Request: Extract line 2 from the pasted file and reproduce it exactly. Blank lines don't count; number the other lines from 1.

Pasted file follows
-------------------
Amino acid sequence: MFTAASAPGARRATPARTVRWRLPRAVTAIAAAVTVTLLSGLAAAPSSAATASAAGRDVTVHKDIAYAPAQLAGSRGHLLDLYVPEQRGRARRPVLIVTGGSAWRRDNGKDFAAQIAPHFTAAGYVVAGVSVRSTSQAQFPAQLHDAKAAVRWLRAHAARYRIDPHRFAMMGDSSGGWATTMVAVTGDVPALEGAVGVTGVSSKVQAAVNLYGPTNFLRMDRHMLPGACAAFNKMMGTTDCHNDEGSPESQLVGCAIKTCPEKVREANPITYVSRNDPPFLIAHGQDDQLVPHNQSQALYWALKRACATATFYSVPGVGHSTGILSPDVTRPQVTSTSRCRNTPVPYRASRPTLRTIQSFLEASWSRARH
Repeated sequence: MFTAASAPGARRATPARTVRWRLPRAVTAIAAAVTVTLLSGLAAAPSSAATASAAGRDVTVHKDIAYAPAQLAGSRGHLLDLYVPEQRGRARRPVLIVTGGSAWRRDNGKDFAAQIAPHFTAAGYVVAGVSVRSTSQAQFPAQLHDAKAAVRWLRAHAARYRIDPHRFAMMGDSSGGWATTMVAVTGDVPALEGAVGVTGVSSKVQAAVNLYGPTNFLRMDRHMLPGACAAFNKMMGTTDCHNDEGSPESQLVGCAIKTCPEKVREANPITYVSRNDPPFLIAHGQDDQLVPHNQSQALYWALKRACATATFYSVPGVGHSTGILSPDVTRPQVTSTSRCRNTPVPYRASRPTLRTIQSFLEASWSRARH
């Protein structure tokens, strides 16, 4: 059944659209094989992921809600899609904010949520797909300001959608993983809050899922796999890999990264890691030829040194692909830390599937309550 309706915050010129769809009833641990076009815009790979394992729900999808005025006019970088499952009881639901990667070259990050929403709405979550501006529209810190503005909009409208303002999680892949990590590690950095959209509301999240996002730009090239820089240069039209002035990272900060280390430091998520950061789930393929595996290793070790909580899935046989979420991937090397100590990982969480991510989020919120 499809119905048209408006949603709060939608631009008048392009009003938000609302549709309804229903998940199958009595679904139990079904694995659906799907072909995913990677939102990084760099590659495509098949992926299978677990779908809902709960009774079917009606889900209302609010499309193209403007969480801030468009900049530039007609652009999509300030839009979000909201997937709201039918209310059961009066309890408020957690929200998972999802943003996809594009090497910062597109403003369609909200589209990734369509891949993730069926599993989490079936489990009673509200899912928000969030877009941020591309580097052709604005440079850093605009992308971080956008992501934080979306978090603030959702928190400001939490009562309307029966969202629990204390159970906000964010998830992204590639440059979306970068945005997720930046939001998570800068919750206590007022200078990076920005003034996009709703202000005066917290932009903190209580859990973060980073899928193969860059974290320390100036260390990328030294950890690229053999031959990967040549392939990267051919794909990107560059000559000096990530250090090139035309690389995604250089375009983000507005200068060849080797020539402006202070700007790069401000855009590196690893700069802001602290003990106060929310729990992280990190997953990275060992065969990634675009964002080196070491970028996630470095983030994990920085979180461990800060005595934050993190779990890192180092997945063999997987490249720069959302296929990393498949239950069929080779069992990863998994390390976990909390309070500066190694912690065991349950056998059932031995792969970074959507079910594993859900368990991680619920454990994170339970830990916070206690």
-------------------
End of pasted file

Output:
Repeated sequence: MFTAASAPGARRATPARTVRWRLPRAVTAIAAAVTVTLLSGLAAAPSSAATASAAGRDVTVHKDIAYAPAQLAGSRGHLLDLYVPEQRGRARRPVLIVTGGSAWRRDNGKDFAAQIAPHFTAAGYVVAGVSVRSTSQAQFPAQLHDAKAAVRWLRAHAARYRIDPHRFAMMGDSSGGWATTMVAVTGDVPALEGAVGVTGVSSKVQAAVNLYGPTNFLRMDRHMLPGACAAFNKMMGTTDCHNDEGSPESQLVGCAIKTCPEKVREANPITYVSRNDPPFLIAHGQDDQLVPHNQSQALYWALKRACATATFYSVPGVGHSTGILSPDVTRPQVTSTSRCRNTPVPYRASRPTLRTIQSFLEASWSRARH